Groupe de Travail Piétons et Foules Séminaire Piétons et Foules

Séminaire Piétons et Foules - Seminar Pedestrians and Crowds


Le séminaire du groupe de travail "Piétons et Foules" a pour but de réunir des chercheurs de diverses disciplines qui s'intéressent aux foules et aux piétons.
Ce séminaire abordera des thématiques variées: détection automatique de piétons et tracking, modélisation, simulation, expériences, etc.

The seminar of the Working Group "Pedestrians and Crowds" aims at gathering researchers from various domains interested in crowds and pedestrians.
The range of topics that will be discussed will be very large: Automatic detection and tracking, modeling, simulation, experiments, etc.


Organisateurs - Organizers :
Cécile Appert-Rolland (LPT) et Emanuel ALDEA (SATIE)

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Vendredi 21 Decembre 2018: Alexandre ALAHI (EPFL)



      Titre - Title:   Socially-aware Transportation
      Lieu - Location:     Auditorium, Bat. 660 DIGITEO, rue Noetzlin 91190 Gif-sur-Yvette
      Heure - Time:     10h00
      Abstract   Humanity is at the dawn of a digital revolution where Artificial Intelligence (AI) is poised to reshape the future of transportation with self-driving cars, delivery robots, and intelligent machines more broadly. To this end, a fundamental challenge is to develop machines that can not only perform intelligent tasks, but do so while co-existing with humans in the open world. Machines need to learn unwritten common sense rules, ethics, and comply with social conventions. Delivery robots should respect personal space, yield right-of-way, and ultimately ``read'' the behavior of others to effectively navigate crowded spaces. While AI has made great progress in classifying images or playing games driven by well-defined set of rules, intelligent machines still lack common sense and the ability to make seamless, safe, moral and efficient decisions in crowded social scenes. To reach this ambitious goal, I propose empowering machines with a type of cognition I call socially-aware AI, i.e., systems equipped with perception and social intelligence. In other words, I aim to develop systems that have the capacity to i) understand human behavior and ii) effectively navigate and negotiate complex social interactions and environments. In this talk, I will present our latest works towards socially-aware transportation.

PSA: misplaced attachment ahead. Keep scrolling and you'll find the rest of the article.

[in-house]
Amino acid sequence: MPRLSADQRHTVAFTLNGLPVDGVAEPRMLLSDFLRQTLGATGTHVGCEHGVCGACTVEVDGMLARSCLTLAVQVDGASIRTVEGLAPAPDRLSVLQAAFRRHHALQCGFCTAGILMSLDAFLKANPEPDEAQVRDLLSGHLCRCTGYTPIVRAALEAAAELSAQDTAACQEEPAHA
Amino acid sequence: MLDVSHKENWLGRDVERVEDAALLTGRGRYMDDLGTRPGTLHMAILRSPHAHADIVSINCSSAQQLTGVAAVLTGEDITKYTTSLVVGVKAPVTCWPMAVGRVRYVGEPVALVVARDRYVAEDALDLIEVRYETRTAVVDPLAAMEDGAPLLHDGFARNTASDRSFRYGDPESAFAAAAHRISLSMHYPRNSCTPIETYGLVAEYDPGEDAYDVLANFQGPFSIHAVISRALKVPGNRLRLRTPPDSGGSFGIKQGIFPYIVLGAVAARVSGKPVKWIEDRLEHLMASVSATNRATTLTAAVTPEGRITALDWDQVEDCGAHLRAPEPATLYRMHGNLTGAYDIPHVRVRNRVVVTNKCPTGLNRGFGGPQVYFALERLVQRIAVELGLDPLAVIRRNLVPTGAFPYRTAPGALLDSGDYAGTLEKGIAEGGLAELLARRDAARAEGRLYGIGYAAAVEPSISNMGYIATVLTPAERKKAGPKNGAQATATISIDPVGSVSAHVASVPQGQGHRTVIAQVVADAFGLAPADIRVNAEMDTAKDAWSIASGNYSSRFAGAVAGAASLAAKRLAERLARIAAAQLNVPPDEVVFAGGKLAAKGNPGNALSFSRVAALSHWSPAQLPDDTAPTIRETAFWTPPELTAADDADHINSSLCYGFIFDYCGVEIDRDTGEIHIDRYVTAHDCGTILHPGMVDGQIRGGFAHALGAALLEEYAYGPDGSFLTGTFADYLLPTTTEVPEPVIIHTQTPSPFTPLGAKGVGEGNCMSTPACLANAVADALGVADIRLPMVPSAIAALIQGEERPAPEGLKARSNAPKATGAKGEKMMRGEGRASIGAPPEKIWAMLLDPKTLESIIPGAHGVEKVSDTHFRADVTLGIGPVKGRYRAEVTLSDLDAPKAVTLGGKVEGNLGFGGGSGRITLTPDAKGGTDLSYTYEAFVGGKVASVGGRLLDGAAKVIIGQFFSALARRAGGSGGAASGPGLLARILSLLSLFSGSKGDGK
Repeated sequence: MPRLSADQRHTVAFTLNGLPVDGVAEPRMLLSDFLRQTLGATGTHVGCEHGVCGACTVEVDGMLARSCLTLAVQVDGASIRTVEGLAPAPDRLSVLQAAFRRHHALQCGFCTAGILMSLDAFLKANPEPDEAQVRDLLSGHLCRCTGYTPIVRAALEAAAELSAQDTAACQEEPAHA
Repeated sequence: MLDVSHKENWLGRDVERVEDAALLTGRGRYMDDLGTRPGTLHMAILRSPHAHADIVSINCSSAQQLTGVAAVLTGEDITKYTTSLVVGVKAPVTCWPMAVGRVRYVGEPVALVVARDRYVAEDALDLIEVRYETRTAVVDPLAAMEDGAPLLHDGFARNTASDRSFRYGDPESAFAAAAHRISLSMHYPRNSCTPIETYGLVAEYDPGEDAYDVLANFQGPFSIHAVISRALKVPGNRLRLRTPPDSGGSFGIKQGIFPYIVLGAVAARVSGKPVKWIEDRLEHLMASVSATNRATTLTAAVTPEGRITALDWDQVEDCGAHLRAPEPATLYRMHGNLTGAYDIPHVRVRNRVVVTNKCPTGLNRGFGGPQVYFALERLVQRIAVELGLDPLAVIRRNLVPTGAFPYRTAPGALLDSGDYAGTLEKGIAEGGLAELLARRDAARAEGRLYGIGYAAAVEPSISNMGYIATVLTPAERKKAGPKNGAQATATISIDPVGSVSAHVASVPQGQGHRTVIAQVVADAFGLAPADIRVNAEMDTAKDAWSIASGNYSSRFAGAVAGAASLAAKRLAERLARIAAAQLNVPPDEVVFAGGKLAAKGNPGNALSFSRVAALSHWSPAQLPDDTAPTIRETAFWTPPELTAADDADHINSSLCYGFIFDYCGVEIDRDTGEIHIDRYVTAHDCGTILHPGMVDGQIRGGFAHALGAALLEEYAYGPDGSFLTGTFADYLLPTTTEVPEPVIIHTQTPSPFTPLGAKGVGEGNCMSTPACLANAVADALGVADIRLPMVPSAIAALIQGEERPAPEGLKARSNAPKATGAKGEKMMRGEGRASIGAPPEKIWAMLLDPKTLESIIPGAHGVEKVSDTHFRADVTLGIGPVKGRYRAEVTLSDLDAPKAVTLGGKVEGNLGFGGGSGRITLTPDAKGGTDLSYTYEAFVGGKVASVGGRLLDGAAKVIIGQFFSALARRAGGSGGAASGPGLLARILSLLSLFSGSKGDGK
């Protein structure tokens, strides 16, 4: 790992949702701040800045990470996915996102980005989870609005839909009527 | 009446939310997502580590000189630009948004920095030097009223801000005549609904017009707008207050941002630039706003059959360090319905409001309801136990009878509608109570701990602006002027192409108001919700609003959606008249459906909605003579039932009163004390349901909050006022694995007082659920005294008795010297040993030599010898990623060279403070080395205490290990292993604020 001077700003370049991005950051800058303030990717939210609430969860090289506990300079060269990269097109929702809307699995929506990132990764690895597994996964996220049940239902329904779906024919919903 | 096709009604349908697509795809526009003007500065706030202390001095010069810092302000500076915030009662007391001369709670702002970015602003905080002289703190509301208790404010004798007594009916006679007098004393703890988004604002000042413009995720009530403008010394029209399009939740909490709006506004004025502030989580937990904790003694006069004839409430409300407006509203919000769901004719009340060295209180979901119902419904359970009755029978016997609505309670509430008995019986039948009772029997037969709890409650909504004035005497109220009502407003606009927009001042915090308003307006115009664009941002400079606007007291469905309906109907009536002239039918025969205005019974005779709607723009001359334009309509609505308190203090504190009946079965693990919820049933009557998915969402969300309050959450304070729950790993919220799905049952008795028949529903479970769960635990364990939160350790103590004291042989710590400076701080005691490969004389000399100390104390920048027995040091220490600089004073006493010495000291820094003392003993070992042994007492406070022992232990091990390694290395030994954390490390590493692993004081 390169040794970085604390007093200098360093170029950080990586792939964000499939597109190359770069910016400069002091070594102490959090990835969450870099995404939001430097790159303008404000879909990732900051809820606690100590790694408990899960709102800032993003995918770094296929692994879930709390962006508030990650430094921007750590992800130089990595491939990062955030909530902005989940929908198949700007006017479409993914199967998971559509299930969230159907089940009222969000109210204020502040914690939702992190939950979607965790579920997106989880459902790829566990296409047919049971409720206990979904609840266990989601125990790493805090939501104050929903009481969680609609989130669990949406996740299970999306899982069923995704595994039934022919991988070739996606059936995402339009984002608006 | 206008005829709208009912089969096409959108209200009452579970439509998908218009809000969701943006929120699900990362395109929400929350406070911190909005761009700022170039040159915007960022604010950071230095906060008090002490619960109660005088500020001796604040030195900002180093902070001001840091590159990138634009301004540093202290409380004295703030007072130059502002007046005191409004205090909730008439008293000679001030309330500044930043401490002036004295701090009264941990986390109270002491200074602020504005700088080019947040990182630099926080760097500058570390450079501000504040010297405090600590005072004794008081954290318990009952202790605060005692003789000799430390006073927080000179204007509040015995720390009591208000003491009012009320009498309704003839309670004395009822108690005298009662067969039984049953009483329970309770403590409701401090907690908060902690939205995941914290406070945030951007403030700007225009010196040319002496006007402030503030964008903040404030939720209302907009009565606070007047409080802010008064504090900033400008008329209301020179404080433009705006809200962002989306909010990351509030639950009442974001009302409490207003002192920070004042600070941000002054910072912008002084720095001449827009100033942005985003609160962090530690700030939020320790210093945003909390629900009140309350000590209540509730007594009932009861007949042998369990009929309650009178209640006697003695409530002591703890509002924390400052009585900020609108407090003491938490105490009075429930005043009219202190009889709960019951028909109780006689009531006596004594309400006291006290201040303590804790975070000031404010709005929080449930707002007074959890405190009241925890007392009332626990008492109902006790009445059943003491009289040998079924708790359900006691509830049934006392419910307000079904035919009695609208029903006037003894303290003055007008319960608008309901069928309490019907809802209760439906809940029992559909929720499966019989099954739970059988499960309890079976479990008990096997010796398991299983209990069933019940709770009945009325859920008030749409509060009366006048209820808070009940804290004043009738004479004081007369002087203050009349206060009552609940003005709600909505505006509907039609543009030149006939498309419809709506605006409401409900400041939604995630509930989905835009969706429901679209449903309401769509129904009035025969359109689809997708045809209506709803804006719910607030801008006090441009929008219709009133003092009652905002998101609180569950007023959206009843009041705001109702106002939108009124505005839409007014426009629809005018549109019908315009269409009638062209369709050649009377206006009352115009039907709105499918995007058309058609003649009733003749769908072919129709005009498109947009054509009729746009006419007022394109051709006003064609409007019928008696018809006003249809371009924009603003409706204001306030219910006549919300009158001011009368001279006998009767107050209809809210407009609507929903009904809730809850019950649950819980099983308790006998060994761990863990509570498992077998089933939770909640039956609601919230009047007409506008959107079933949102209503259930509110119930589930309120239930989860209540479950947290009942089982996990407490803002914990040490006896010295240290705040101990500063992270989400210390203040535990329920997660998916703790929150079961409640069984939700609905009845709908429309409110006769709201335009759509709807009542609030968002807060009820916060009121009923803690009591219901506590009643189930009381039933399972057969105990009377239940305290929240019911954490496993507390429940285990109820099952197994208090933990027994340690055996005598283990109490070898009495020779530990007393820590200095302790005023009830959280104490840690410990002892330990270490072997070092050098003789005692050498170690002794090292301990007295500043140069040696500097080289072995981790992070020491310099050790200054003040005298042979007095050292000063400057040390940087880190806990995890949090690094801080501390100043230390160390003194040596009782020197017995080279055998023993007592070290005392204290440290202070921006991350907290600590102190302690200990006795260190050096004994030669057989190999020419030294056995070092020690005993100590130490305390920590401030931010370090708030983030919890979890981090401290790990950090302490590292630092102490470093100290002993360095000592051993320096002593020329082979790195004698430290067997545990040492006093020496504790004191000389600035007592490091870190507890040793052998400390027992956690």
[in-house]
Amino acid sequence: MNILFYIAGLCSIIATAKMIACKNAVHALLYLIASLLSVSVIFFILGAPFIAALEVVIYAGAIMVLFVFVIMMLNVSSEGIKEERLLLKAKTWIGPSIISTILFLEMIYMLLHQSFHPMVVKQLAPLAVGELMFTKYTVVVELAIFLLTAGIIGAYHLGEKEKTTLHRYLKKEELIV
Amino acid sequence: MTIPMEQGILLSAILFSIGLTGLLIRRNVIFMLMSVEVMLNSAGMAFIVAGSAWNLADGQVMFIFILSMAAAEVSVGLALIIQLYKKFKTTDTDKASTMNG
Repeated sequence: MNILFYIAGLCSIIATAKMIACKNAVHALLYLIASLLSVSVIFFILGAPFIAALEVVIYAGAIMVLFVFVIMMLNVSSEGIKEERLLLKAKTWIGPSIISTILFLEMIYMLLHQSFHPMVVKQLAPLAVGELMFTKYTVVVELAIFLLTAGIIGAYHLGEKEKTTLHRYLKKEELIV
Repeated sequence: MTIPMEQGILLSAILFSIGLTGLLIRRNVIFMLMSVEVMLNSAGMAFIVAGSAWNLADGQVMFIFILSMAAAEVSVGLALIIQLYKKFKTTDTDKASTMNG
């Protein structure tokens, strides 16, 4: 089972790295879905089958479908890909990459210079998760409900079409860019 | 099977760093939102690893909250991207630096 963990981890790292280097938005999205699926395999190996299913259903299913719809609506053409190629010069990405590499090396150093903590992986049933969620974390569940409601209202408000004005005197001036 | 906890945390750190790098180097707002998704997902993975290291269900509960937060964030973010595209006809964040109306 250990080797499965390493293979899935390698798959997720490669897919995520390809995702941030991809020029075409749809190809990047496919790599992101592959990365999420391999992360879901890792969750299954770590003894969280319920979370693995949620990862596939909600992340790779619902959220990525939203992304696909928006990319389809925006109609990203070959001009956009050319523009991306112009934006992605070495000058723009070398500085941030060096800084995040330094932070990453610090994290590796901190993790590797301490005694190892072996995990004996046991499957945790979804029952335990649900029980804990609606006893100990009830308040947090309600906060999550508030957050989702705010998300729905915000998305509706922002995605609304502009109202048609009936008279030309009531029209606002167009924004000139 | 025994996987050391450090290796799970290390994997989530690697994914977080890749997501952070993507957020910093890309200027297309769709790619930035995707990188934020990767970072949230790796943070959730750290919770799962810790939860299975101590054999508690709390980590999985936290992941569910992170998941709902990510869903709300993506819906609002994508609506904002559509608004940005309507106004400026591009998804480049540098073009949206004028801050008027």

Vendredi 21 Decembre 2018: Soutenance de thèse N. PELLICANO



      Titre - Title:   Tackling pedestrian detection in large scenes with multiple views and representations
     
      Lieu - Location:     Auditorium, Bat. 660 DIGITEO, rue Noetzlin 91190 Gif-sur-Yvette
      Heure - Time:     14h00
         


Mardi 25 Septembre 2018: Alexandre NICOLAS (LPTMS)



      Titre - Title:   Specificities of individual and collective pedestrian dynamics
     
      Lieu - Location:     Auditorium, Bat. 660 DIGITEO, rue Noetzlin 91190 Gif-sur-Yvette
      Heure - Time:     14h00
         


Lundi 12 Mars 2018: E. Monari, T. Pollok, S. Voth (Fraunhofer IOSB)



      14h00   E. Monari       Short Introduction of Fraunhofer IOSB and Research Group on Image-based Real-Time Systems
14h15   T. Pollok   Extrinsic Camera Calibration of Non-Overlapping Cameras based on Scene 3D-Reconstructions from a Single Video